Like commoners living in a feudal society, corporate and government employees of today spend their labors working with resources that are not their own.  What does this mean for employees? I offer the following dialogue from "Office Space" as an answer to that:

Peter Gibbons: The thing is, Bob, it's not that I'm lazy, it's that I just don't care.
Bob Porter: Don't... don't care?
Peter Gibbons: It's a problem of motivation, all right? Now if I work my a** off and Initech ships a few extra units, I don't see another dime, so where's the motivation? And here's something else, Bob: I have eight different bosses right now.
Bob Slydell: I beg your pardon?
Peter Gibbons: Eight bosses.
Bob Slydell: Eight?
Peter Gibbons: Eight, Bob. So that means that when I make a mistake, I have eight different people coming by to tell me about it. That's my only real motivation is not to be hassled, that and the fear of losing my job. But you know, Bob, that will only make someone work just hard enough not to get fired.

In other words, employment is not the problem for the middle class. Nor is unemployment.  The problem is dependence, either on government or employers.

This leads to Hartmann's second problem: he ignores what the "middle class" was, and does not think carefully enough about what it is now.

In the past, the middle classes were those who were able to make a living for themselves without being born into the wealthy upper classes. Socially, they were commoners. Economically they were not, because they owned the fruits of their labors. That left them somewhere in between the two.

In present political discourse we are generally inclined to define the middle class as those who have an income that is--well--in the middle.  We do not often consider how many of those people do not depend on either government or corporate employment for their "middle class" status. Hartmann compares the merchant classes of the middle ages to present-day middle class citizens. Many merchants of that period (such as the father of St. Francis of Assisi) certainly made a tidy income. But they did so as owners of their own small businesses.  Small farmers would have been able to feed themselves without depending on corporate food distributors to provide groceries. They would have earned money selling their goods to the local community without having to contract with a large corporation in order to survive.  Farmers and merchants in pre-industrialized society were not at the mercy of an indifferent bureaucracy to "create jobs". They created their own.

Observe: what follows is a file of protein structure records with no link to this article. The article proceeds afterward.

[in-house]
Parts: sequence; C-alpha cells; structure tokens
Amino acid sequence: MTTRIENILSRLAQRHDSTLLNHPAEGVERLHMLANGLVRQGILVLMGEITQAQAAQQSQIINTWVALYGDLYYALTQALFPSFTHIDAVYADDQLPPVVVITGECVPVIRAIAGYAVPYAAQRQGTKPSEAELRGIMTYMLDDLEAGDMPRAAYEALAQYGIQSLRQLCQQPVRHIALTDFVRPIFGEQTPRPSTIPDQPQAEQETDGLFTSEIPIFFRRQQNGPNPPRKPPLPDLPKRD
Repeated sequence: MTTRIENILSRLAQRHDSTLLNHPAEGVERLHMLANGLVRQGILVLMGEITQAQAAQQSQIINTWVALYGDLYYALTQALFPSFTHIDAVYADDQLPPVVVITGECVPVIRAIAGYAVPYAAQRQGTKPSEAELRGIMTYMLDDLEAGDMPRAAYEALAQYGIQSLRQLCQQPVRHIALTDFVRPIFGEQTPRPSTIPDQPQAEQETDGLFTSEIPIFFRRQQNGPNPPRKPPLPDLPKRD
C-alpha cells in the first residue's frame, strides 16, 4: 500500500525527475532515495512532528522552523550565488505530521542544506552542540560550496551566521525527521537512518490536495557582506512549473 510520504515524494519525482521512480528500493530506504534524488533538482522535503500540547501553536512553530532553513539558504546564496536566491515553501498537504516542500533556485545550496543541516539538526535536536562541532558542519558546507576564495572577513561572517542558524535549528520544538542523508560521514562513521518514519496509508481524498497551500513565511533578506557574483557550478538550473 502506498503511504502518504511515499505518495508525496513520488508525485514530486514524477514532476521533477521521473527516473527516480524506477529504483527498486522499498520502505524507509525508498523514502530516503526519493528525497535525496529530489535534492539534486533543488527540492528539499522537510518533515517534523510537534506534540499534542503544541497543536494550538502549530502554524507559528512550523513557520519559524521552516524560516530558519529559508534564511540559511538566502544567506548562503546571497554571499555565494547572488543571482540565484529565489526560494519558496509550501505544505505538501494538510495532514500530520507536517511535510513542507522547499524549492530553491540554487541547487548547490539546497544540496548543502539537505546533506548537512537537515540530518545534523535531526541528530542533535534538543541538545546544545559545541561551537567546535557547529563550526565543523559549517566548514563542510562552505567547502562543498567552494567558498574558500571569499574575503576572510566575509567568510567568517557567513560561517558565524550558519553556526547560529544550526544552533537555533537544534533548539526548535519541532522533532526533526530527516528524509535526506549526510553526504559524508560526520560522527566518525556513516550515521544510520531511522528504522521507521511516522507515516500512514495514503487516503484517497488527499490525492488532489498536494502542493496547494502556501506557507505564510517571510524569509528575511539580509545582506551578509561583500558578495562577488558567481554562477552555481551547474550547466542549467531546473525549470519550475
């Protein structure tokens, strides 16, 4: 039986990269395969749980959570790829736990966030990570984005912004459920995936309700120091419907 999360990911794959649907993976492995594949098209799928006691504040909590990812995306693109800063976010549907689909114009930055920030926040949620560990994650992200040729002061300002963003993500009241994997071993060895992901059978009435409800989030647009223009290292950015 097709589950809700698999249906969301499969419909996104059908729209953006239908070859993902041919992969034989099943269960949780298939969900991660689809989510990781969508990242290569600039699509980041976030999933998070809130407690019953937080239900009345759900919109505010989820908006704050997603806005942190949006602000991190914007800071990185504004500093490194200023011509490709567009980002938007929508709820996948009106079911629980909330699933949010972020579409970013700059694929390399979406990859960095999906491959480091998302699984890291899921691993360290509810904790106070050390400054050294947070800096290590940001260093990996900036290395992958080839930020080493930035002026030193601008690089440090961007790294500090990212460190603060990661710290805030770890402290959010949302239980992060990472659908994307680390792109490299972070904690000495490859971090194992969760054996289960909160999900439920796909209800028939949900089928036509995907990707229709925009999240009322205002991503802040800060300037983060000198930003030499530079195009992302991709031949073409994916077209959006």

G.K. Chesterton wrote "Too much capitalism does not mean too many capitalists, but too few." The social gap that ought to concern us today is not merely between rich and poor. It is between employers and employees. There are far too few of the former.

Unfortunately, we have a long way to go before we can change the structure of our economy.  Our culture and our education system still train us and our children to become employees rather than entrepreneurs or independent thinkers. Our political system thrives on the votes our politicians buy from us using our own tax dollars.
The solution to our present economic problem is not "investment in infrastructure" through another "New Deal".  This merely makes the government another big employer.  Nor is the solution to  give existing big employers more latitude to do whatever they want regardless of the human cost.   Common sense and a renewal of an independent human spirit is the answer.

I only hope that it won't take another bubonic plague to make us regain ours. 

Further Reading:

Pope Leo XIII, Rerum Novarum
Hilaire Belloc, The Servile State
G.K. Chesterton, Orthodoxy
G.K. Chesterton, What’s Wrong with the World